At £65, Samsung's entrant is clearly in a different price bracket to many of its rivals.
But, taking value into account and the fact that Sammy is selling this as a stripped-down player with the emphasis on its 1080p abilities, it could still do well.
Simple, forward-thinking deck
This entry-level deck is a very progressive machine.
On the fair assumption that it is now impossible to buy a new TV without an HDMI input, Samsung has bravely dumped nearly all of the analogue circuitry to concentrate on the HDMI output.
Hence no composite or S-video outputs and no multichannel jacks either. The fascia isn't plastered with logos either. Only the DVD badge and Full HD sticker remain.
Study the manual and it becomes clear that this budget box doesn't really have any features beyond spinning DVDs and upscaling anyway.
Style-wise, it's difficult not to be impressed by the slick fascia.
In a dim light the playback controls are rendered invisible on the glossy background, making it look like one thin slice of polished plastic. The onscreen interface is excellent and the remote is small, light, and well-designed.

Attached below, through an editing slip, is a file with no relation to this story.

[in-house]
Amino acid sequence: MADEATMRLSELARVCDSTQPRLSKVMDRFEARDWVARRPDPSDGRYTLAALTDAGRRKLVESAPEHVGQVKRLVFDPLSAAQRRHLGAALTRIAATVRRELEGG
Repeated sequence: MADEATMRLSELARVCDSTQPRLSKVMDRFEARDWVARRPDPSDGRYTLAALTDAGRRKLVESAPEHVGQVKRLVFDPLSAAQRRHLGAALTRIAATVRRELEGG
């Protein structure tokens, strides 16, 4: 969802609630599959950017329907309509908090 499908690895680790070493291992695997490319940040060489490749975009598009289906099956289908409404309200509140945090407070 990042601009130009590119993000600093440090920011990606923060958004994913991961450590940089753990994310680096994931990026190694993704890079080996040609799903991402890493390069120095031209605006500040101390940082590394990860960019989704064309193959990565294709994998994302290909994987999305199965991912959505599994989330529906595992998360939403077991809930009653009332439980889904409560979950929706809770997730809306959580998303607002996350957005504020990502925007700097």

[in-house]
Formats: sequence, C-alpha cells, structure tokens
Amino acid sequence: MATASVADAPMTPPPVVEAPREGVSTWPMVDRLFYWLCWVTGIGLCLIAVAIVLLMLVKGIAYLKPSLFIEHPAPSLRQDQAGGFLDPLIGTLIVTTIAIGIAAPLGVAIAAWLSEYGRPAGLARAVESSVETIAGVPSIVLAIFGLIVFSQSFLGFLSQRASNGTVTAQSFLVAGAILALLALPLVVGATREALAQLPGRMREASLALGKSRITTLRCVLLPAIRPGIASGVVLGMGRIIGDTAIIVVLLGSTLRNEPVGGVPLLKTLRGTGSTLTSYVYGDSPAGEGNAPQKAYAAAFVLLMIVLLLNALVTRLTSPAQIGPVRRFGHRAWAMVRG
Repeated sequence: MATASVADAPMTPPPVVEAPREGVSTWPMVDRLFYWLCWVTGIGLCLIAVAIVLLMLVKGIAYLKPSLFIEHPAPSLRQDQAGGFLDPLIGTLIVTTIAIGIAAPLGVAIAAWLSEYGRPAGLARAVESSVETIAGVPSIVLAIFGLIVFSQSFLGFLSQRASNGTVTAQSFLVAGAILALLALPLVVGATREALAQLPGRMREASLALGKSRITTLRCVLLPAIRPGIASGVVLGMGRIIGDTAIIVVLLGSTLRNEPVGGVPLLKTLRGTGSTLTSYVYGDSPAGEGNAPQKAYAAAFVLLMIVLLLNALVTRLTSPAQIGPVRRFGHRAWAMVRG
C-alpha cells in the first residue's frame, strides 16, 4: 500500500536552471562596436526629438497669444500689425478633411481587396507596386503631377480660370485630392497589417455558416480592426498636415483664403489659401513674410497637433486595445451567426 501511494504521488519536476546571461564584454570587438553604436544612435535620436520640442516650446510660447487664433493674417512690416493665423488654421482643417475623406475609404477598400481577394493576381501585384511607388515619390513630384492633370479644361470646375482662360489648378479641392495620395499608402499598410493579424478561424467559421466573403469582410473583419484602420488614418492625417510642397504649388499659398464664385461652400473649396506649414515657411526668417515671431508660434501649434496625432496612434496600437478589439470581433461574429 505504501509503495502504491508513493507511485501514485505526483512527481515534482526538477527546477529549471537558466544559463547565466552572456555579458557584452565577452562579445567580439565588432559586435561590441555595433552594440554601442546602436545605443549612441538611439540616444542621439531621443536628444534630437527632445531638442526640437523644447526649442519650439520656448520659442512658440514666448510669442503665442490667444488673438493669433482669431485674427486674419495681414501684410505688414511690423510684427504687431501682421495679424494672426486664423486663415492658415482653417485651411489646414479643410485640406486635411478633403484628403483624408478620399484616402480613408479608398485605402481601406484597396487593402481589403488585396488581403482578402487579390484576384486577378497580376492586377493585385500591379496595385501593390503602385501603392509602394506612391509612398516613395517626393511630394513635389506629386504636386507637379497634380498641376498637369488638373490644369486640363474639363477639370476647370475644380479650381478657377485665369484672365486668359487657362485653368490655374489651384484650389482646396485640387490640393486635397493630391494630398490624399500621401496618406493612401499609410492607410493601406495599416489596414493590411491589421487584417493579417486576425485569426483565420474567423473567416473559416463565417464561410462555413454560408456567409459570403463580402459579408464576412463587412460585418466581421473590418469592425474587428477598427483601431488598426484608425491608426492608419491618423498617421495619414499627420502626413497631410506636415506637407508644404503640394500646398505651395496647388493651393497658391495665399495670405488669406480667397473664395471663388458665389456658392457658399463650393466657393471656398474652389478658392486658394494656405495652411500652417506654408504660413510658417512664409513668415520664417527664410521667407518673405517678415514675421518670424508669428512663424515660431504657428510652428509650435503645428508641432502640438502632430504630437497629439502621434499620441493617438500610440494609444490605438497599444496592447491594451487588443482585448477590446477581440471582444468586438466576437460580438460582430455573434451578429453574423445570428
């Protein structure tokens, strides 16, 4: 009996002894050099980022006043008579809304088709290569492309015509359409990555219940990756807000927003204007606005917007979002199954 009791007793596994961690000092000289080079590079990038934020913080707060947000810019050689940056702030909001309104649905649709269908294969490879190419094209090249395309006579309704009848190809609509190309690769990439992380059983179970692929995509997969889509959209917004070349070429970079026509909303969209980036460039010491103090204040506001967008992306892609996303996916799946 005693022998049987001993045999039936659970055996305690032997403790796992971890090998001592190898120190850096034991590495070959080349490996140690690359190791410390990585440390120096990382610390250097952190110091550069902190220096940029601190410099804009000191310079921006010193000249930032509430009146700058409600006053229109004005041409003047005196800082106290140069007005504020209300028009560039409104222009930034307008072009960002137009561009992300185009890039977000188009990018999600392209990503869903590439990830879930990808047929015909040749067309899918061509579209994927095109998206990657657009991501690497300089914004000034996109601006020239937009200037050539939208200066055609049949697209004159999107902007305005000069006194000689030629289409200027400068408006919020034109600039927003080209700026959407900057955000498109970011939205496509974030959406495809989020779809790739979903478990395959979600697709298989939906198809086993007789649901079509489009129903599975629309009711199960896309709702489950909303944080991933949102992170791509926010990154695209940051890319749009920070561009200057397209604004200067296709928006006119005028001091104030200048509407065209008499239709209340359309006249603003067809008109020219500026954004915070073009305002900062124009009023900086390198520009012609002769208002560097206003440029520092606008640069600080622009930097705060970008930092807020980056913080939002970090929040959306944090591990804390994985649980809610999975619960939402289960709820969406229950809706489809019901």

There's still a Scart socket at the back, and the RGB signal from this yields quite a stable image with bright colours and low levels of video jitter and background noise.
The player's budget nature is evident in the player's colour performance - look for banding around the sun in the opening scene of Sunshine.
Pressing the HDMI button on the remote nudges the video output from standard-def to 720p after the usual pause.
Unfortunately, the Samsung made a bit of a mess of our scaling test patterns. The HQV jaggies test caused quite a lot of image break-up with diagonal lines appearing almost constantly.
Upscaling should have brought some clarity to the softer background detail on my DVD, but here the difference was negligible and the artefacts introduced outweighed any advantage.
Switching to 1080i brought some improvement to the projected Optoma image, with less lines appearing, but still an overall worsening of image quality.
Upscaling to 1080p caused the same appearance of horizontal lines and jagged edges, as the player's video processor struggled to keep up with moving images.
Ultimately, this smart-looking deck is a budget disappointment.
An sub-£100 HDMI upscaler sounds like just the thing for the TV in the spare room, but unfortunately this Samsung isn't it.